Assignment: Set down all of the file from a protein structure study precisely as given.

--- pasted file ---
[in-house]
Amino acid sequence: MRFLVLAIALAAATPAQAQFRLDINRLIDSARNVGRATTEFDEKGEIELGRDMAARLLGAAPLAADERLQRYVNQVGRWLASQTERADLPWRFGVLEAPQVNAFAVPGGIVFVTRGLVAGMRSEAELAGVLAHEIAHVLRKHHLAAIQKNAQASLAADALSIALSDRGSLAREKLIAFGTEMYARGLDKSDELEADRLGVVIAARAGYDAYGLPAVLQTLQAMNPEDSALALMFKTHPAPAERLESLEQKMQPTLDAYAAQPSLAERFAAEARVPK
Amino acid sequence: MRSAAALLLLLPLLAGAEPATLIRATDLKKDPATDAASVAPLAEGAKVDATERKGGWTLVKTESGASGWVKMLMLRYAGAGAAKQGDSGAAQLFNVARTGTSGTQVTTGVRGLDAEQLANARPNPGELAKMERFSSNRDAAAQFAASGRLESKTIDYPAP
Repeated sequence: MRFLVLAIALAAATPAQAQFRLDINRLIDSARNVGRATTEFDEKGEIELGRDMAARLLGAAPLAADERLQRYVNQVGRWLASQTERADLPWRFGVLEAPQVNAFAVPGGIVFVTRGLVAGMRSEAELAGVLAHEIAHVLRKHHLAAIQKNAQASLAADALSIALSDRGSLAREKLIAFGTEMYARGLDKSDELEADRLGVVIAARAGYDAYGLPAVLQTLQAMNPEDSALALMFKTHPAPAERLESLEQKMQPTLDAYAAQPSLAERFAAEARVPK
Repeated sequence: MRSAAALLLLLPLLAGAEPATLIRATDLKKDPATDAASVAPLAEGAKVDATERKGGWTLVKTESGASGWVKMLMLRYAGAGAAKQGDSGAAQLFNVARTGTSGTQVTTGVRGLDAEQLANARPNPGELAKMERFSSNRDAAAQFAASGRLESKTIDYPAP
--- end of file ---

[in-house]
Amino acid sequence: MRFLVLAIALAAATPAQAQFRLDINRLIDSARNVGRATTEFDEKGEIELGRDMAARLLGAAPLAADERLQRYVNQVGRWLASQTERADLPWRFGVLEAPQVNAFAVPGGIVFVTRGLVAGMRSEAELAGVLAHEIAHVLRKHHLAAIQKNAQASLAADALSIALSDRGSLAREKLIAFGTEMYARGLDKSDELEADRLGVVIAARAGYDAYGLPAVLQTLQAMNPEDSALALMFKTHPAPAERLESLEQKMQPTLDAYAAQPSLAERFAAEARVPK
Amino acid sequence: MRSAAALLLLLPLLAGAEPATLIRATDLKKDPATDAASVAPLAEGAKVDATERKGGWTLVKTESGASGWVKMLMLRYAGAGAAKQGDSGAAQLFNVARTGTSGTQVTTGVRGLDAEQLANARPNPGELAKMERFSSNRDAAAQFAASGRLESKTIDYPAP
Repeated sequence: MRFLVLAIALAAATPAQAQFRLDINRLIDSARNVGRATTEFDEKGEIELGRDMAARLLGAAPLAADERLQRYVNQVGRWLASQTERADLPWRFGVLEAPQVNAFAVPGGIVFVTRGLVAGMRSEAELAGVLAHEIAHVLRKHHLAAIQKNAQASLAADALSIALSDRGSLAREKLIAFGTEMYARGLDKSDELEADRLGVVIAARAGYDAYGLPAVLQTLQAMNPEDSALALMFKTHPAPAERLESLEQKMQPTLDAYAAQPSLAERFAAEARVPK
Repeated sequence: MRSAAALLLLLPLLAGAEPATLIRATDLKKDPATDAASVAPLAEGAKVDATERKGGWTLVKTESGASGWVKMLMLRYAGAGAAKQGDSGAAQLFNVARTGTSGTQVTTGVRGLDAEQLANARPNPGELAKMERFSSNRDAAAQFAASGRLESKTIDYPAP